The commercially successful cultivar Honeycrisp, released by the University of Minnesota in 1991, is known for its high degrees of crispness and juiciness. This cultivar has been incorporated into numerous breeding programs in an effort to duplicate its desirable texture traits in conjunction with such other traits as disease resistance and improved tree vigor. This study characterizes several apple fruit texture traits within a large breeding population over several years, combining the established protocols of incomplete block design, sensory evaluation panels, and best linear unbiased prediction. Five full-sib families, all of which share `Honeycrisp' as a common parent, were assayed using a variety of molecular markers, and genetic maps were constructed for each of the five families. The five genetic maps were aligned to produce a consensus genetic map for `Honeycrisp'. Predicted genotype values from each of the five families were coupled with the corresponding molecular data and the genetic maps to identify quantitative trait loci (QTLs) for each family-by-year combination, which were compared relative to the consensus genetic map. Several intervals were identified within the map over which QTLs for multiple families and multiple years were collocated, reflecting consistent and robust QTLs. Results are largely in accordance with previous studies of other apple cultivars with notable exceptions, which are discussed in the context of the recently published apple genome sequence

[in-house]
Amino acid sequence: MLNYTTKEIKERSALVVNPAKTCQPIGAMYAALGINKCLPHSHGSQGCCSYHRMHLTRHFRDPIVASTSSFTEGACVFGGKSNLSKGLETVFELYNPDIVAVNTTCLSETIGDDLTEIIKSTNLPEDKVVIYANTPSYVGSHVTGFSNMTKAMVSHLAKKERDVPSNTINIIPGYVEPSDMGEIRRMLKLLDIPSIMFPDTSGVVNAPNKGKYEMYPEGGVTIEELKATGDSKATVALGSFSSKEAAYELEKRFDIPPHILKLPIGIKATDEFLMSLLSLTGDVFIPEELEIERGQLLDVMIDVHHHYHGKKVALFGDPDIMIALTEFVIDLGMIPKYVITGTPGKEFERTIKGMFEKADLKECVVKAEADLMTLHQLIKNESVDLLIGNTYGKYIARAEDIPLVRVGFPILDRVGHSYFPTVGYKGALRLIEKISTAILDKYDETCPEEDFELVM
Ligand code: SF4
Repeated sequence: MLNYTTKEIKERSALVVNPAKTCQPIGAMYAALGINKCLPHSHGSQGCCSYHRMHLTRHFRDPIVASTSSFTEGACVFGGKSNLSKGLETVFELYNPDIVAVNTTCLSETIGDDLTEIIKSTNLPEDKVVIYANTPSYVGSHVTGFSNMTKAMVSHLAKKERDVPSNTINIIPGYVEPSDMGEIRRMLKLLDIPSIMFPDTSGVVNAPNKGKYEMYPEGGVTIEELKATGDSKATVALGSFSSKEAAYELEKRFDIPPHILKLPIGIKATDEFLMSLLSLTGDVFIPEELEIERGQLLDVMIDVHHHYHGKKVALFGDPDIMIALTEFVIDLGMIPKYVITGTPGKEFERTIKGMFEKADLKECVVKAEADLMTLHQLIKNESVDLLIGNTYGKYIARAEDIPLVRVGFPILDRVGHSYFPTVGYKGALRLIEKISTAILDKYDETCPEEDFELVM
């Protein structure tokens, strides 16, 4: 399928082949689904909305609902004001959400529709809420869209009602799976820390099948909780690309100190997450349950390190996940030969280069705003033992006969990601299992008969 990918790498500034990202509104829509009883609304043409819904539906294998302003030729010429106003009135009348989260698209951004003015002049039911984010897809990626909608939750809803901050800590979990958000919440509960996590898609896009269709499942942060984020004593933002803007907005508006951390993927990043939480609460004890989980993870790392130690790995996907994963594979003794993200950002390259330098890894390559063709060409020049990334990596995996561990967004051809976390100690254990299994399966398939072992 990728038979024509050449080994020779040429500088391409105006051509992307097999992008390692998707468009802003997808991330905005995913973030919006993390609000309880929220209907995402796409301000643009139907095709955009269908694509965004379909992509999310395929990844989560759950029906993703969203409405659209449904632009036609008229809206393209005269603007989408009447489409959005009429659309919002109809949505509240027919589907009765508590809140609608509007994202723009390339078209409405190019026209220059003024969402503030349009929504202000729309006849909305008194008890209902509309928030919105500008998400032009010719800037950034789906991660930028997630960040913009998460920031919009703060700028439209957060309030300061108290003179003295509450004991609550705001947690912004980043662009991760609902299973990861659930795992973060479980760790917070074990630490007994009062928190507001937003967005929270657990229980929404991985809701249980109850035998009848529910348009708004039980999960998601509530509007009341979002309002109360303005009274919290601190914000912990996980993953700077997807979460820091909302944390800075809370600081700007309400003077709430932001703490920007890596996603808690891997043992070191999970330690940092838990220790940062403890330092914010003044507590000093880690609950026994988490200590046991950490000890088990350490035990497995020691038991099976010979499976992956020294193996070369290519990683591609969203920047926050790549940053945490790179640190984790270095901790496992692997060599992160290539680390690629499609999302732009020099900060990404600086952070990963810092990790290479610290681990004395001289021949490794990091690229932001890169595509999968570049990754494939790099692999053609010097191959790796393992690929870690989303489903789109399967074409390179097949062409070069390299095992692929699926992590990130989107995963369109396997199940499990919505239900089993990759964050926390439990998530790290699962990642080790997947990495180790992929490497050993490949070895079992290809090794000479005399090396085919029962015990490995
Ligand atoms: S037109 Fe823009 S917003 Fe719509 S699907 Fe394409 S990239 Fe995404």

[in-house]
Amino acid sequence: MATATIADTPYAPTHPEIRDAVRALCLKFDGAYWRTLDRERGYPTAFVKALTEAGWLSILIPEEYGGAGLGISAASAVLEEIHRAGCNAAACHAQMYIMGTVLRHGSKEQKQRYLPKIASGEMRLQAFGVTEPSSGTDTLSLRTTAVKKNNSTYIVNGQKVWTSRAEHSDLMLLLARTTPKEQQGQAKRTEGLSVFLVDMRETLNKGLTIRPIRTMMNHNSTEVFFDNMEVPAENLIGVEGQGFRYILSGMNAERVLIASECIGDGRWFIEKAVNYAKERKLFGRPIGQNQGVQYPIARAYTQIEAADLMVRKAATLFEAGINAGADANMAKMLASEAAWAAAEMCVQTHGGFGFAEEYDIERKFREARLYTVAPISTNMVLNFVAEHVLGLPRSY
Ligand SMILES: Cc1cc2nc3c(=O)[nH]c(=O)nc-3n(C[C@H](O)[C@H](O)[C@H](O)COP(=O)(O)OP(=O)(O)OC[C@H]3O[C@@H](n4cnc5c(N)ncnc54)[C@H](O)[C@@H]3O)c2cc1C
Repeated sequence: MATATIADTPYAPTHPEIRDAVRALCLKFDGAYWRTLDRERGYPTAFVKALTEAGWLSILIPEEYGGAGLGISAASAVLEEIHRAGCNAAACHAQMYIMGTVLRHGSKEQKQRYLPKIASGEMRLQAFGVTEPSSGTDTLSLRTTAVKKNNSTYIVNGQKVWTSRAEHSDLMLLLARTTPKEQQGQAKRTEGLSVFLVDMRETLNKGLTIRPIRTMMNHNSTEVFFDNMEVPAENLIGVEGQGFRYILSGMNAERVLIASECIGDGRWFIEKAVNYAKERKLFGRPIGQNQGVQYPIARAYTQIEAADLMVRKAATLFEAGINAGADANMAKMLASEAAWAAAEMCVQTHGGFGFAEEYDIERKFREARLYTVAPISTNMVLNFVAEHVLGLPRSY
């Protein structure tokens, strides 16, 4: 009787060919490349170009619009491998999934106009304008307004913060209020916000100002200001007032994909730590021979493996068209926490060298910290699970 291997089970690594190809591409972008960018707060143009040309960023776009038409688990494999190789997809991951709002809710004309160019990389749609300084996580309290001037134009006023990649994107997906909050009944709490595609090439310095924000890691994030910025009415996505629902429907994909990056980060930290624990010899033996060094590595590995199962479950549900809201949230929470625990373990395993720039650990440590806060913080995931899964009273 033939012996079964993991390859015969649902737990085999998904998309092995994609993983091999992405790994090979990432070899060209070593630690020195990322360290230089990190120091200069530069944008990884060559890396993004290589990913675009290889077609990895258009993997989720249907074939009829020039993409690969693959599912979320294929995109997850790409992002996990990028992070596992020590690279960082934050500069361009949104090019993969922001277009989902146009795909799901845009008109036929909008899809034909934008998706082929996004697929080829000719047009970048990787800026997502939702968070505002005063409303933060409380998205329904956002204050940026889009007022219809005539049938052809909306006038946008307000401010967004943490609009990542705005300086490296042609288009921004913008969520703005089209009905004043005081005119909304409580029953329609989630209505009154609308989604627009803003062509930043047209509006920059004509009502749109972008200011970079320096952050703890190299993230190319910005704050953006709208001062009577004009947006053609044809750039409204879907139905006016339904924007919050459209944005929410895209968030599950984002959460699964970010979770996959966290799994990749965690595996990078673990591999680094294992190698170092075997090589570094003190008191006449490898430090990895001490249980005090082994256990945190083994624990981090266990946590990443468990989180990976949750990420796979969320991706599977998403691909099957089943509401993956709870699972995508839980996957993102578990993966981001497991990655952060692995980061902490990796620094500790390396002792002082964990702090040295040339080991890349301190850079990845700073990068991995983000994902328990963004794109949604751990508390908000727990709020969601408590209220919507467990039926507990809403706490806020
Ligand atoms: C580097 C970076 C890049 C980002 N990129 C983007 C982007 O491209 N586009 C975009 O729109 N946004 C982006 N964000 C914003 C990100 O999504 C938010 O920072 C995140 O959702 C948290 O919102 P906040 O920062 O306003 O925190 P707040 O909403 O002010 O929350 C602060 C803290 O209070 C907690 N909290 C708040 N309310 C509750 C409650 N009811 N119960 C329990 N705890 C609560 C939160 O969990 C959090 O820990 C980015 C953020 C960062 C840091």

University of Minnesota Ph.D. dissertation. Decemvber 2010. Major: Applied Plant Sciences. Advisors: James J. Luby and James M. Bradeen. 1 computer file (PDF); vii, 123 pages,appendix p. 119-123.
McKay, Steven John.
The genetic dissection of fruit texture traits in the apple cultivar honeycrisp..
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